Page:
Katinka Hosszu finally got it done — and how.
The Hungarian, who had missed the podium time after time in seven tries at three previous Olympics, won her first medal with an astonishing world record in the 400-meter individual medley on Saturday night.
Her time of 4 minutes, 26.36 seconds beat American Maya DiRado by nearly five seconds. Mireia Belmonte of Spain took bronze.
Later, Australia’s 4x100 meter freestyle relay team set a world record and knocked off Katie Ledecky, too.
"We're going to be proud of getting that silver medal tonight," Ledecky said after the race.
Emma McKeon, Brittany Elmslie, Bronte Campbell and Cate Campbell brought home the race in and handed the American star an unfamiliar feeling in a big race — a loss.
Ledecky, the teenage distance star who is heavily favored in the 800 and 400, was added to the relay team earlier Saturday. She anchored the American team of Simone Manuel, Abbey Weitzeil, and Dana Vollmer to the country’s third silver medal of the night.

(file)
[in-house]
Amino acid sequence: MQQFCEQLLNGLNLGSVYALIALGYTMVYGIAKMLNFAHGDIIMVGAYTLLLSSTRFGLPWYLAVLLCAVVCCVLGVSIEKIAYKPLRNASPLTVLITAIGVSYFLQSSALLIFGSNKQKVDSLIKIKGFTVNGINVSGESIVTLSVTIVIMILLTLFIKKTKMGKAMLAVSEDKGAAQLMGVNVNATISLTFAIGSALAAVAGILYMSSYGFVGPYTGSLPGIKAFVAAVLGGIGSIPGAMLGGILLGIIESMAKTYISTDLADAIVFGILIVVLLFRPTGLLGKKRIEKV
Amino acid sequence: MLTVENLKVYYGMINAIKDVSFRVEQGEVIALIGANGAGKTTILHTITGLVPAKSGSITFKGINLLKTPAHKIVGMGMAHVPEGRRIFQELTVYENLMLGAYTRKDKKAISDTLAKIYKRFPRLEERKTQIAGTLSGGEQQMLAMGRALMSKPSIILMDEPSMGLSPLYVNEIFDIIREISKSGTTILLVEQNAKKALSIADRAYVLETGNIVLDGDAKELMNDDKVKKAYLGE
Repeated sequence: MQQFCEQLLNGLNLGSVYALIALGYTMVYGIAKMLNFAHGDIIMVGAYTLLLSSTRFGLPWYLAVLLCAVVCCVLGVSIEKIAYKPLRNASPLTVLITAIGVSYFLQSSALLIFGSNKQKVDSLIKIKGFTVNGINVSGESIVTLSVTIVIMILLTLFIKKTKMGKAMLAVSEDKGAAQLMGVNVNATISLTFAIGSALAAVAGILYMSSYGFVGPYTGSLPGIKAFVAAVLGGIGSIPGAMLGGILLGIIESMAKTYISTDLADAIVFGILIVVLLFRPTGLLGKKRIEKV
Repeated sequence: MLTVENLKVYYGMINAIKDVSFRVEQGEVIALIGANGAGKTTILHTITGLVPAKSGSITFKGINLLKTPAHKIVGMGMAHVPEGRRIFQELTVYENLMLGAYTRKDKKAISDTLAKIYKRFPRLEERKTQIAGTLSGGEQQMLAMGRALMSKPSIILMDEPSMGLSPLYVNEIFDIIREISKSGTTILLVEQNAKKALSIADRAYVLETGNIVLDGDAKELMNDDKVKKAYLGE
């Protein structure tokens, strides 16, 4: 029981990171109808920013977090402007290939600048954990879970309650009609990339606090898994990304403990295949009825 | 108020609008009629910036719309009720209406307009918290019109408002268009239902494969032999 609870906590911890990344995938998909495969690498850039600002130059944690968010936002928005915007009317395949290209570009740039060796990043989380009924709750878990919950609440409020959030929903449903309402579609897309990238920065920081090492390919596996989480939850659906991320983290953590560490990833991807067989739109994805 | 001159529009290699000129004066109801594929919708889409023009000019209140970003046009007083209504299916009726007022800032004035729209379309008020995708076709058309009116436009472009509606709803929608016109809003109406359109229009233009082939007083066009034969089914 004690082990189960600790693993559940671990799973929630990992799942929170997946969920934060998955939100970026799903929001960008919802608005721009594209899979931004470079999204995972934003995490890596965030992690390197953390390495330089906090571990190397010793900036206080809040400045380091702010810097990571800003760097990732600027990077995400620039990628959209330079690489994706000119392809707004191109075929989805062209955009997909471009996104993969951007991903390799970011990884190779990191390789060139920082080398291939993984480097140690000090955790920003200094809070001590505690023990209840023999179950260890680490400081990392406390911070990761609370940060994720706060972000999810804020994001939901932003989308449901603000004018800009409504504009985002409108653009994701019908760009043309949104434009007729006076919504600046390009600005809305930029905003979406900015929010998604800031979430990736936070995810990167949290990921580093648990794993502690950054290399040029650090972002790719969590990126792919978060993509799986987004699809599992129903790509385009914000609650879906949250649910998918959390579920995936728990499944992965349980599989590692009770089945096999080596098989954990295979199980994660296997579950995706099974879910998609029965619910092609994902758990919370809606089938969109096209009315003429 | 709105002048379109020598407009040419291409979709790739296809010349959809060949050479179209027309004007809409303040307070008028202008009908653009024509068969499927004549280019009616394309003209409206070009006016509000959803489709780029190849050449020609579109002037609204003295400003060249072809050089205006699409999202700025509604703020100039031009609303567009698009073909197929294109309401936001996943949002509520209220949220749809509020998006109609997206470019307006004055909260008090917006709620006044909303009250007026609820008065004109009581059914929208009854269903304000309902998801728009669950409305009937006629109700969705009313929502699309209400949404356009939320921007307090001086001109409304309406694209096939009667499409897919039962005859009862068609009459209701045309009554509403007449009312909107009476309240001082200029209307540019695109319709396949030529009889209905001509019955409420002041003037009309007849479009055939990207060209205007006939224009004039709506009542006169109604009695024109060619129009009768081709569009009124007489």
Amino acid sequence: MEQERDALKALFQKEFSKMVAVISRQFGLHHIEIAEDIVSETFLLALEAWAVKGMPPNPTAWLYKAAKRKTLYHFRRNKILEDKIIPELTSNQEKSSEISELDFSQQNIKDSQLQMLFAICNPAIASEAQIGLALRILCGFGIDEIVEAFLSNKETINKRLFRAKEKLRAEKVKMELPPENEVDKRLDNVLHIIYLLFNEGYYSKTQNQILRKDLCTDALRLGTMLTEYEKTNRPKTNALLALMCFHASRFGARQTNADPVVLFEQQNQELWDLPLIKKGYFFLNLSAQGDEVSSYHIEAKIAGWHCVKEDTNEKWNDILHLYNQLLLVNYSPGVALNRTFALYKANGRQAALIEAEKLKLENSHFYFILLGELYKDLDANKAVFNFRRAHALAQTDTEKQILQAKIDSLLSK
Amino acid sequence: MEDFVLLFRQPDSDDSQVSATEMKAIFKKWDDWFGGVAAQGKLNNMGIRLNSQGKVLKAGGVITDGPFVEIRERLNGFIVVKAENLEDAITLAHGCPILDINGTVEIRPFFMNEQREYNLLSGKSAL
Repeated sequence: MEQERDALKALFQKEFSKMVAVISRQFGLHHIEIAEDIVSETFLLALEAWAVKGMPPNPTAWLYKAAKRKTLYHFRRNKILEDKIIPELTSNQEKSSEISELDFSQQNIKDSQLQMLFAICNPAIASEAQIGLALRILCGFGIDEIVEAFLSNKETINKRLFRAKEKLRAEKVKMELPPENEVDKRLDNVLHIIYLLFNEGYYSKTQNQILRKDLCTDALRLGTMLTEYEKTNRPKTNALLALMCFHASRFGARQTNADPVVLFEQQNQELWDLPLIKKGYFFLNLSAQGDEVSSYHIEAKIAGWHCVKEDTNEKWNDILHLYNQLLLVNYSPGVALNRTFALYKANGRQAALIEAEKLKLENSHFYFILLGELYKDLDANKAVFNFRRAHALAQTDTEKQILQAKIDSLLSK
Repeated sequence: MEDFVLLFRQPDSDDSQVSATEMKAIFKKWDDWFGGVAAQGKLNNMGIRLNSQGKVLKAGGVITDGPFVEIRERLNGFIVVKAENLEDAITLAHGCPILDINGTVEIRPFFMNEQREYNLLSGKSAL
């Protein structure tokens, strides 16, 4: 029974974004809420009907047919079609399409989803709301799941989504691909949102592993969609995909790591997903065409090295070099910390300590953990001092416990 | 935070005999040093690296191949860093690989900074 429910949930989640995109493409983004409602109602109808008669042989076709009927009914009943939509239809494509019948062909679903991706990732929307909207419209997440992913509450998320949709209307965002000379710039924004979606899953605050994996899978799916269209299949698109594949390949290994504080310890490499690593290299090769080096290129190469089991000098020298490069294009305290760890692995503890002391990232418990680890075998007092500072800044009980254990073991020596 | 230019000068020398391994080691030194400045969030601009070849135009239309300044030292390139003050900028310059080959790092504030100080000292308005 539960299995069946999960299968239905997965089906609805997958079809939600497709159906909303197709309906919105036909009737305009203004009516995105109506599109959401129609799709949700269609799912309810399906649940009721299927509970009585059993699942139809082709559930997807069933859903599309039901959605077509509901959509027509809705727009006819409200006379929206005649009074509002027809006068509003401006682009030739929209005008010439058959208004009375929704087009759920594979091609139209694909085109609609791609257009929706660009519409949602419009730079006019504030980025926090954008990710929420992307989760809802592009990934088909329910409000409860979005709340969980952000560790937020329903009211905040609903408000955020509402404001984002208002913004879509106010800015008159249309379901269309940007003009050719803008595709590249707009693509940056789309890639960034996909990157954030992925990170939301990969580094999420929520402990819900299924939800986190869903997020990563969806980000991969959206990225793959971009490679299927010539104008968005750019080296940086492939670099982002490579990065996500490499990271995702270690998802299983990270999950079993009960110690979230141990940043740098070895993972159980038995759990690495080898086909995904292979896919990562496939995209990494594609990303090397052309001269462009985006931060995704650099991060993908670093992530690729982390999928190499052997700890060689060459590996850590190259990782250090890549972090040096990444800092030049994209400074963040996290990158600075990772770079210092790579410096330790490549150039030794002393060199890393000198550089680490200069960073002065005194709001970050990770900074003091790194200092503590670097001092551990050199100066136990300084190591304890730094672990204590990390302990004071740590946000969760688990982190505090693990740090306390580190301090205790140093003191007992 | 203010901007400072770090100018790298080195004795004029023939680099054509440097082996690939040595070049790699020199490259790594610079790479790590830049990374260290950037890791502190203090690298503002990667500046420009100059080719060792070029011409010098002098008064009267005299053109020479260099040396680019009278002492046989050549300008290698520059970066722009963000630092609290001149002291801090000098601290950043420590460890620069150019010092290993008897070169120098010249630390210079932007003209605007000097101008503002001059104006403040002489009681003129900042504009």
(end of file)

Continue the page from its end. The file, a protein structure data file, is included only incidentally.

Ledecky had previously won 15 gold medals in Olympic, World and Pan-Pacific races.
Kosuke Hagino won the men’s 400 IM in 4 minutes, 6.05 seconds, ending the United States’ streak of five straight Olympic gold medals in the event, but Chase Kalisz won silver 0.70 seconds back for the United States. Daiya Seto of Japan got bronze.
The grueling event featuring all four strokes — butterfly, backstroke, breaststroke and freestyle — was missing its two biggest stars.
Ryan Lochte, who was hurt at the Olympic Trials and failed to qualify, was the defending champion.
Michael Phelps won it at the previous two Games on the heels of two wins by Tom Dolan. But Phelps, the world record holder, dropped the race for his fifth Games.
In the 400 freestyle, Mack Horton of Australia out-touched defending champion Sun Yang of China by 0.13 seconds, winning in 3:41.55.
Gabriele Detti of Italy was third, ahead of Americans Conor Dwyer and Connor Jaeger who were fourth and fifth.
In men's 100-meter breaststroke preliminaries, Adam Peaty of Britain lowered his world record.
He qualified first in 57.55 seconds Saturday, lowering his old mark of 57.92 set in London on April 17, 2015.
Peaty and 15 other swimmers moved on to the evening semifinals.